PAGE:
Slack → Azure → My Keyboard

Sometimes I just need to pursue a meaningless, over the top project because it just won't leave my head. There have been a lot of fun changes in my professional life lately. I'm getting much more into Azure, I just got a bunch of new hardware to play around with, and I just started a new project that I have more control over.

Backstory

In this new project, I decided to incorporate Slack for communication and team building. So far, it has been working out really well. Slack has been fantastic and I'm impressed with how much of a polished service it really is.

With every new project, I like to give my workspace a reboot to clean my mind and my desk of old work and thoughts. I recently purchased a bunch of hardware. One of those items was the new Razer Chroma Blackwidow Ultimate. Yes, I'm a keyboard snob and I'm starting to realize that I'm a very loyal Razer customer. Anyway, this keyboard is far more amazing than I originally thought. Aside from definitely increase in typing satisfaction (that's a thing), the level of customization on the keyboard lighting is just incredible.

I even found out that there is an SDK from Razer for customizing your colors in C# code. I played around with it a bit. My first project on that was to make a visible heat map. It kept track of how many times you pressed each key and would glow the keys from dark to light based on how often you pressed it.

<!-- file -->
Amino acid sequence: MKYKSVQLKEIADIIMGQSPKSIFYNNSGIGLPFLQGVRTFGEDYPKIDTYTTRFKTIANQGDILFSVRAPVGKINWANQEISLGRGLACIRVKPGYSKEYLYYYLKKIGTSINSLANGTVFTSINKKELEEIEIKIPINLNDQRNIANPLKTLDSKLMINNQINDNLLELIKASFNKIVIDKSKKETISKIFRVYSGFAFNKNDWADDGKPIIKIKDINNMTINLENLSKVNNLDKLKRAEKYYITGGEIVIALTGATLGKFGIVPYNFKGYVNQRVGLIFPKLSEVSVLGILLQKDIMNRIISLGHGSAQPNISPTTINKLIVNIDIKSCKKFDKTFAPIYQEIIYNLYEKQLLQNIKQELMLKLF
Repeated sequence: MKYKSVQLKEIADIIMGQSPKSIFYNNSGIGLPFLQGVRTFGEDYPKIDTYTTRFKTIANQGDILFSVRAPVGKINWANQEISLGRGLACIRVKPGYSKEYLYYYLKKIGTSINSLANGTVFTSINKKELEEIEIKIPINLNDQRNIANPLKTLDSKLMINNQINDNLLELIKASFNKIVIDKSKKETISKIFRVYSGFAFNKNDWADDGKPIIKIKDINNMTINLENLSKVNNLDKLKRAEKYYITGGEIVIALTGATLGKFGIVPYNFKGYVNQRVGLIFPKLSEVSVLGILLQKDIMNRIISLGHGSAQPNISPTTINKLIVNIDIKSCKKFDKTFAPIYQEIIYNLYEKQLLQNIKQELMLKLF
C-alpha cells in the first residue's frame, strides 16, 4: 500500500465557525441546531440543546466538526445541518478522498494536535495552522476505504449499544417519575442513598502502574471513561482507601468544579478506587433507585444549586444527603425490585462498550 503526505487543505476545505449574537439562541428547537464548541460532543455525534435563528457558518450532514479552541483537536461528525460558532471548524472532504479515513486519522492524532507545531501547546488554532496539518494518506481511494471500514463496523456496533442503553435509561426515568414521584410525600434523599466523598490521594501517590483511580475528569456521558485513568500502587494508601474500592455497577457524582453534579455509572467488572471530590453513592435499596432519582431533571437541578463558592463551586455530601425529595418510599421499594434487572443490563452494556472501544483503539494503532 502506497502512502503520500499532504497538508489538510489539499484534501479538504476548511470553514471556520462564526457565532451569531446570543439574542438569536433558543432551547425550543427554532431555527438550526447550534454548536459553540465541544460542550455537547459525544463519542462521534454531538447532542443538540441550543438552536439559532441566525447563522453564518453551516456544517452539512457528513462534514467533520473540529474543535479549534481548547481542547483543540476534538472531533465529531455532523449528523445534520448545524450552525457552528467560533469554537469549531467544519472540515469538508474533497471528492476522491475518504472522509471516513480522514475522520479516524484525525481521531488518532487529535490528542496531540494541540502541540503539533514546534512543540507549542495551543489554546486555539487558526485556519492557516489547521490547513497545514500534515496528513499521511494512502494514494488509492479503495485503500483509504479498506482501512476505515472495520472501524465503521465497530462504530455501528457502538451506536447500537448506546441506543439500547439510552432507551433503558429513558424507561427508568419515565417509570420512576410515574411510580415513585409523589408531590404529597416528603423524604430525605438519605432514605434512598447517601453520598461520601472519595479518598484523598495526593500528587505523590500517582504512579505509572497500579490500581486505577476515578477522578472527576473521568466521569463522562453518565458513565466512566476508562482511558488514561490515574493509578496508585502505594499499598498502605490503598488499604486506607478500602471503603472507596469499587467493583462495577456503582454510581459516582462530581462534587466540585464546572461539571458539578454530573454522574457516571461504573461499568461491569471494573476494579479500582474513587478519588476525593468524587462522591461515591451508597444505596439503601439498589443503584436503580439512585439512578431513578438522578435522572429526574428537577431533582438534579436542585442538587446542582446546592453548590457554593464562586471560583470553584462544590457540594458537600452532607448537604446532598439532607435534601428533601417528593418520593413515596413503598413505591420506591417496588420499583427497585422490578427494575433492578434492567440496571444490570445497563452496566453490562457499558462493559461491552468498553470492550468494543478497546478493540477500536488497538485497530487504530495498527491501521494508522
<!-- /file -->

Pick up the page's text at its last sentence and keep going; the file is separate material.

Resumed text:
Crazy Idea

All this change got me thinking about crazy ideas that serve no strong purpose but they definitely have an awesome factor. My idea was to create a Slack bot that my team could communicate with to change the styles of my keyboard. This presents many challenges and has no real benefit other than to see if it works. This is my kind of project!

Architecture

This is a strange problem because I need something very public to speak to my private computer and tell my personal keyboard to light up the way the user wanted it to. I knew that I was not going to be able open up ports on my work machine just for this crazy idea. Therefore, I knew I had to involve Azure. This is great because you learn these new technologies the best when you have a real world project. That's right; I just said remotely configuring the colors on my keyboard was a real world project.

Let's talk about the pieces.

Slack Slash Command

Like I said earlier, Slack has been fantastic for me and it's mostly because their documentation is helpful. Nothing ever goes as planned and I appreciate that Slack takes the time to explain how to troubleshoot problems and help me understand how the system operates. They have great support for integrations. After reviewing their documentation, I determined that a Slash Command is the integration that I wanted. It is just a command like /chroma [text] that just sends an HTTP GET or POST to a URL. Below, is the data of the request that Slack sends to the configured URL: